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Discussion in 'NMA News and Information' started by Briosafreak, Nov 16, 2018.
For real, from an Obsidian Twitch stream:
Finally. I've already watched the actual stream, been wanting to watch it again, it was pretty hilarious.
Bumping to remind myself to watch this.
Moved to news, I was planning on posting this but forgot :s
Good thing I can move posts while reading NMA on the toilet. Wonders of technology these days.
Will maybe update OP with more text after I watch it.
I have yet to watch the whole thing, but they don't seem too shy.
Please provide the gist of it if possible!
Holy crap. Will have to give this a watch.
"Who made this game!?"
The way they struggled with the game's mechanics kind of proves that the RPG they've been working on at Obsidian won't be anything like Fallout in terms of game play.
I've been watching it in bits at work when I work at my desk. They have trouble remembering a lot things and it's funny. Like using a rope in Vault 15 has been a small issue so far lol. They also kinda poke fun at some of the older designs and oversights of the game.
Agreed. Not surprised either though seeing as they're at Obsidian and it's been 20 years now. They also have to appeal to the modern RPG crowd who most of them love either AAA action RPG-lites or things like Divinity Original Sin 2. I was playing DOS 2 with a friend and we got about a 1/4th of the way through Act II and I don't know what all that fuss about it was about. It's not terrible but it's no godsend either from what I've played.
When they stepped out of the vault and the cinematic played from a first person perspective they said that that is what they wanted out of Fallout so I guess Bethesda's change to first person is true to what their original vision was.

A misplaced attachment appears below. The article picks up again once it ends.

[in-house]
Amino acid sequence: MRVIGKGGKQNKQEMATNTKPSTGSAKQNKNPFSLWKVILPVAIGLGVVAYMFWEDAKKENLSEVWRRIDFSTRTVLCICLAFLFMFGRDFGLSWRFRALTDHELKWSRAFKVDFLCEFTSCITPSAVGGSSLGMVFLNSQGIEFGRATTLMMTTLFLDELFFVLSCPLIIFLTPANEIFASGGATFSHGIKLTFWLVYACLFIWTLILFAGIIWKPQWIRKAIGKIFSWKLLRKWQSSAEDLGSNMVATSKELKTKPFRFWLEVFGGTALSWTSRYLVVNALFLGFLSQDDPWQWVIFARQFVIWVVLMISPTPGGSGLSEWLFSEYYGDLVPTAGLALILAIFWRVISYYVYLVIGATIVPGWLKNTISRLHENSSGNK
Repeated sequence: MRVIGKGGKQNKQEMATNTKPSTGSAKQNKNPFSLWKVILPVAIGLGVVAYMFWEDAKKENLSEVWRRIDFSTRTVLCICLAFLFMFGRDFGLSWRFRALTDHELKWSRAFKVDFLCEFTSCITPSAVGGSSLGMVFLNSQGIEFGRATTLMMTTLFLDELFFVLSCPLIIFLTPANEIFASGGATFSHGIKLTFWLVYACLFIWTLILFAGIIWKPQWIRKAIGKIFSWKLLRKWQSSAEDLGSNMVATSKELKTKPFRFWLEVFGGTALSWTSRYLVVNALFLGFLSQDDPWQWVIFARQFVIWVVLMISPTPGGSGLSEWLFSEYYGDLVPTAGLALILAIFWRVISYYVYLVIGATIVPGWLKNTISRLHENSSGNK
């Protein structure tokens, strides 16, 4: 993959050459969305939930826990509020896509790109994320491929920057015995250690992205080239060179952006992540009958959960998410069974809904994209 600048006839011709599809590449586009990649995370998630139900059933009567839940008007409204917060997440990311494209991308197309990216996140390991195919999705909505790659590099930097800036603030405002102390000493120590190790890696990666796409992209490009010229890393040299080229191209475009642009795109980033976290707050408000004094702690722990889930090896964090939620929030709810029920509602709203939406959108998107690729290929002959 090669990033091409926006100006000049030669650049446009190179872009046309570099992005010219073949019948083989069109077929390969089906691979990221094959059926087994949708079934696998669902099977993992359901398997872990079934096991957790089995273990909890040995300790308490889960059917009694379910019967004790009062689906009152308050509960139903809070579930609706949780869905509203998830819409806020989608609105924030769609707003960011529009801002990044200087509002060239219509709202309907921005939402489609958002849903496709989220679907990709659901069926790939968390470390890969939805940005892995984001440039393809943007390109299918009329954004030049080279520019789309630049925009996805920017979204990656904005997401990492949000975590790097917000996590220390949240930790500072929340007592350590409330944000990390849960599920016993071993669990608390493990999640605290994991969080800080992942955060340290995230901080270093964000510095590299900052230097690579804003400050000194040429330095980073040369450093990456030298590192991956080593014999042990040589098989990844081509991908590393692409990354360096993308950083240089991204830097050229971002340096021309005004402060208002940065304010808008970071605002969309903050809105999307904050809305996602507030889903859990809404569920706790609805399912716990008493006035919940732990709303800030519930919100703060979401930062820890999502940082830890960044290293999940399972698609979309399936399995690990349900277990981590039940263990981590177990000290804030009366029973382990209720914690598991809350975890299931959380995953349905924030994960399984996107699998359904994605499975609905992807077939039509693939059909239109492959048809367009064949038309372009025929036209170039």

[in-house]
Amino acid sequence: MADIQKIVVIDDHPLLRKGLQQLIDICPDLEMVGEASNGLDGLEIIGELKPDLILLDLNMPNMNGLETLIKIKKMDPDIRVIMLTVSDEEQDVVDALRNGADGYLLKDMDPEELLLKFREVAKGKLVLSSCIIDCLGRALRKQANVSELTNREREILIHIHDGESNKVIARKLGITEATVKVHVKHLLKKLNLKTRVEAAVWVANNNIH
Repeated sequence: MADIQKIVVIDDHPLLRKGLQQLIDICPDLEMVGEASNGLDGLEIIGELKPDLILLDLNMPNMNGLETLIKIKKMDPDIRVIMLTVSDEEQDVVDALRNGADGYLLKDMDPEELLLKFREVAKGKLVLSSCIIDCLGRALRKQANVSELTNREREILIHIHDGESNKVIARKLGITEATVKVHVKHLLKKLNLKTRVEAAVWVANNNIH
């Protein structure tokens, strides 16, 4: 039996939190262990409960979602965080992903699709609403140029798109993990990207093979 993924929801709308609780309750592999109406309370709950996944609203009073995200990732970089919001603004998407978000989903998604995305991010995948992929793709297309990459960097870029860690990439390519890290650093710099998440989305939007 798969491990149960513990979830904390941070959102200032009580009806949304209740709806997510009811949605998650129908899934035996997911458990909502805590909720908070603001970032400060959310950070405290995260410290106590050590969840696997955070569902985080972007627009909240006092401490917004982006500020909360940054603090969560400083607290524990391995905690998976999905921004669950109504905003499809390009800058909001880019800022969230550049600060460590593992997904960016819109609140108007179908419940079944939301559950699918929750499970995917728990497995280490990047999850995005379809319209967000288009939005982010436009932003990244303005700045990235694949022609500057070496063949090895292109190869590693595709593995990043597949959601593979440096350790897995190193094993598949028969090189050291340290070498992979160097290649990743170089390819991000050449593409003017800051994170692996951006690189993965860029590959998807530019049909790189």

That's how I feel about pretty much any of the games that are given an excess of praise nowadays.
They couldn't remember how to use the command mode (press & hold left MB after you switch to the command cursor) and no one reminded them, which was a very important mechanic in the game and because of that, they couldn't use the rope without moving it to the item slot, they also couldn't use multiple stimpaks in one go from within the inventory, and they also failed to "examine" the rocks in order to get the message that suggests to look elsewhere for the water chip.
This video also proves that Fallout desperately needed the item/container highlighting feature as a quality of life improvement.
They didn't say that exactly. Tim said, "I thought this was cool. Because we used to talk about someday we're gonna make this in first person and this is what it'll look like. And one day, it was made in first person."
So I don't know what they exactly meant by that but it does imply something. I don't know if they wanted spin offs in first person, a remake in first person, or if they're just playing nice to how Bethesda changed the franchise.
And yeah I agree with the overhyped stuff. Everyone who ignored my recommendations for even modern cRPGs wanted Divinity Original Sin 2 for whatever reason. Can't formulate an opinion without mass critical praise I guess?
Tim Cain's speech in this video sounded like he favored "streamlining", can't say I like that. Some may call this streamlining... Me, I call it dumbing down.
Maybe that's why they've lost touch with certain great mechanics from Fallout.
I mean, if they barely remember how to do anything in the game then... Well... When was the last time either of them revisited it?
Wouldn't it be good to look back at previous work to see what worked and what didn't?
The way they talk about it and play it it seems like they just dumped it out and then ignored it for the longest time.
I miss my inspection cursor...
And yeah I would say that when it comes to cRPG's, streamlining is almost inherently detrimental to the product. It starts with simplifying one thing that leads to reworking another thing to be easier to get into to cutting a feature or entire mechanic because reasons.